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Re: music

Kim Flint wrote:
>So how about this, what music are you all listening to these days? Which
>artists are inspiring you for looping or otherwise? If I go to the record
>store on Saturday, what should I get?
I've been listening to "As Is", by We, on Asphodel, quite a lot lately.
They're part of the New York "illbient" scene. The first track mixes some
very cool Rhodes piano loops with some extremely bass heavey (I mean
really, the first drum kick made my stereo amp shut down the first time I
played it) heavey drum 'n bass, it's almost like a d 'n b remix of "In A
Silent Way". Also, Funki Porcini's "Love, Pussycats & Car Wrecks" is
another recent fave. I really think that the jazz/drum 'n bass fusion thing
is finally producing some mature works, with this disc and the recent
Squarepusher stuff.

Another very nice CD I've been listening to almost daily is Choying Drolma
and Steve Tibbetts "Cho", on Rykodisc. Drolma is a Tibetan Buddhist nun,
and she was recorded singing traditional songs at her monastery in the
Himalayas. Then Tibbetts added various guitars and processing, with a few
other western musicians on percussion and strings. This disc is not
particularly loop-based, but it's deeply beautiful, Tibbetts displays
remarkable restraint and respect for the source materials.

Also, I've been pulling out my old lps of synthesizer music from the '60's
a lot lately, Morton Subotnick's "Silver Apples of the Moon" and "The Wild
Bull" in particular. I'm amazed at how advanced some of this stuff is,
there's been very little synth music that approaches this, either sonically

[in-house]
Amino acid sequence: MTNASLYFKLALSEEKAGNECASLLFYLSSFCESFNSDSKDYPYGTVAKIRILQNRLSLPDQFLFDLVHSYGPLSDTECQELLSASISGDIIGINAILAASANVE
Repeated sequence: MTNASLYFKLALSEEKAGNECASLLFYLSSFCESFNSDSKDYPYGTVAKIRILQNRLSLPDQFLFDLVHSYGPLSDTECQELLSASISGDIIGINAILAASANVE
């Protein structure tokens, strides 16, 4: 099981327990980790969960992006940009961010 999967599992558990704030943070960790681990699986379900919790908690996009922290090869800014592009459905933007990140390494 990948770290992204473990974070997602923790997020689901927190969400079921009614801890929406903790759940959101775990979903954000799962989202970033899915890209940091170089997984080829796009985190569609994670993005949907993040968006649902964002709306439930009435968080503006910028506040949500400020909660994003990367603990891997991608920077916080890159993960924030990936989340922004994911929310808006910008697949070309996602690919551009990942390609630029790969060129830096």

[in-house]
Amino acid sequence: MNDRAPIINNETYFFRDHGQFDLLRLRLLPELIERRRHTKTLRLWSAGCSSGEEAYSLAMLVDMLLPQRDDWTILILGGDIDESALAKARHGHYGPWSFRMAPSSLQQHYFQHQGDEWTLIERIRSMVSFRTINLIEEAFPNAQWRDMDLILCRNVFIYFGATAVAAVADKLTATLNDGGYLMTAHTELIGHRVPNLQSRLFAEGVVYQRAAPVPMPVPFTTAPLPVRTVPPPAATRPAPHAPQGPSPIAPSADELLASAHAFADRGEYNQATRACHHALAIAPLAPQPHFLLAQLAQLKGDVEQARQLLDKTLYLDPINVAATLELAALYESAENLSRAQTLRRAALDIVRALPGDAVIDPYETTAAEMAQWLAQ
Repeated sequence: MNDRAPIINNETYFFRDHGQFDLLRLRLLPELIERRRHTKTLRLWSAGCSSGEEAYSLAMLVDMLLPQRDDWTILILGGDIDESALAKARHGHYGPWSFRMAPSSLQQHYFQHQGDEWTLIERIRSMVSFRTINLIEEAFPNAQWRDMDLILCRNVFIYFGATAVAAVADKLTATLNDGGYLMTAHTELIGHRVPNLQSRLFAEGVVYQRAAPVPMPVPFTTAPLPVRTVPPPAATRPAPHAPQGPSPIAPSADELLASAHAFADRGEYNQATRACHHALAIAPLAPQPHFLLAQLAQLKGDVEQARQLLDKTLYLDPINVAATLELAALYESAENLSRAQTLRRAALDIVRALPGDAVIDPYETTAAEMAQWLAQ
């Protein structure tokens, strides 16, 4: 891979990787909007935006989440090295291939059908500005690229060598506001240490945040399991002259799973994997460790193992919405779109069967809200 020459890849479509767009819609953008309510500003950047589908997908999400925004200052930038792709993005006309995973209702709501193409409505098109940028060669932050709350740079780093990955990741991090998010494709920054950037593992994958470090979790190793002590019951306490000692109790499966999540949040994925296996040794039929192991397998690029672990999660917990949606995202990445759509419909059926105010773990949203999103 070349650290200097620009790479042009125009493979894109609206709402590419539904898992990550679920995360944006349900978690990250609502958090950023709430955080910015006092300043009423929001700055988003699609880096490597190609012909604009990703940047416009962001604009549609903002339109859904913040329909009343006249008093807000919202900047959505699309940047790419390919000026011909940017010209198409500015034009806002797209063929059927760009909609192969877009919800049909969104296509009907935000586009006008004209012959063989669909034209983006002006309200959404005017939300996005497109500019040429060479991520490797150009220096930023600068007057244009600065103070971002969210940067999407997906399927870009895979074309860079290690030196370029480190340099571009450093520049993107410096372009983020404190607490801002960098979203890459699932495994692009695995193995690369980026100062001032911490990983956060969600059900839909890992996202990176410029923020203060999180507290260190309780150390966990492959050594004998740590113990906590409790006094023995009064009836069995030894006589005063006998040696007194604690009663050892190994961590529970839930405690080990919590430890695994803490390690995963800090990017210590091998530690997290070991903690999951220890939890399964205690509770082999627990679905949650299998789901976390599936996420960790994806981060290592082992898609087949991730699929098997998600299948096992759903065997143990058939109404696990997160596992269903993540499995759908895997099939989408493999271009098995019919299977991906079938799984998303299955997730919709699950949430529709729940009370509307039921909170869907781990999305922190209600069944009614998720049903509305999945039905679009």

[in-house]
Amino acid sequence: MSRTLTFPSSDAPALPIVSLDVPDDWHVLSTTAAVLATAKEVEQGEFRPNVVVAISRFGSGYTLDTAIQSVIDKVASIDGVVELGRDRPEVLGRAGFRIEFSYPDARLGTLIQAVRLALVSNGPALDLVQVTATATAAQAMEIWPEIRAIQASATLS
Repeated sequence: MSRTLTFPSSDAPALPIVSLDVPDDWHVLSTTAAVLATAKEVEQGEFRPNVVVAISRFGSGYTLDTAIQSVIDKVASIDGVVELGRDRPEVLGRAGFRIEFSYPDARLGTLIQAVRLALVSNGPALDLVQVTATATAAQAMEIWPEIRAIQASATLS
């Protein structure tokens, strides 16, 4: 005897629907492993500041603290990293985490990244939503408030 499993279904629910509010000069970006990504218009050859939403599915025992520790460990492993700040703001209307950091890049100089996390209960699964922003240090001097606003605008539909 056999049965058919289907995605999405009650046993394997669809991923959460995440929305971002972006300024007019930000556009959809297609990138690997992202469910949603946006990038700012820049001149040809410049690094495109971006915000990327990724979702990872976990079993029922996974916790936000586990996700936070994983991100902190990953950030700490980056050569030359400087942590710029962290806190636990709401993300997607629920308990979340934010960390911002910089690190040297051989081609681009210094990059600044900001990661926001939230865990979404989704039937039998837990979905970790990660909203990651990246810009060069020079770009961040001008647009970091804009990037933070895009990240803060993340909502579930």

or compositionally, in the 30 years since it was recorded.

>Here's another one we haven't delved into for a long time: What is it 
>looping that makes it interesting, fun, musical?  Why do we want to do it?
>Why does it show up in so many types of music? Is it something in human
>nature, learned from culture, what?
Jeez, Kim, why do you have to ask the hard questions, can't we just go back
to talking about 3rd cousin sync?

A few weeks ago, I found in a box of non-working music gear an Ibanez
analog delay pedal I bought in 1979. This was my first "looping" device, I
used it for, among other things, making my monophonic synths play chords by
arpeggiatting them in time with the echos. I replaced a pot and put new
batteries in it and it still works.

I was always fascinated by the sound that remained after I stopped playing,
it seemed to be an entity of it's own, and this led me to experiment with
just about every delay technology, from tape looping to digital delays to
samplers to the JamMan. Every once in a while, I come up with a loop so
complete in itself that it just doesn't need anything else, and I'll leave
it playing in the studio for hours, sometimes for days, checking in with it
every now and again.

Looping acts like a microscope looking into sound events. A loop lets you
hear, through repetition, details of a small piece of sound that would have
been missed when it was first sounded. Not all sounds can take this
scrutiny, but when you find one that does, the effect is almost magical.

Anyway, this is some of what keeps me looping...

Dave Trenkel : improv@peak.org  : www.peak.org/~improv/

"...there will come a day when you won't have to use
gasoline. You'd simply take a cassette and put it in
your car, let it run. You'd have to have the proper
type of music. Like you take two sticks, put 'em
together, make fire. You take some notes and rub 'em
together - dum, dum, dum, dum - fire, cosmic fire."
                                            -Sun Ra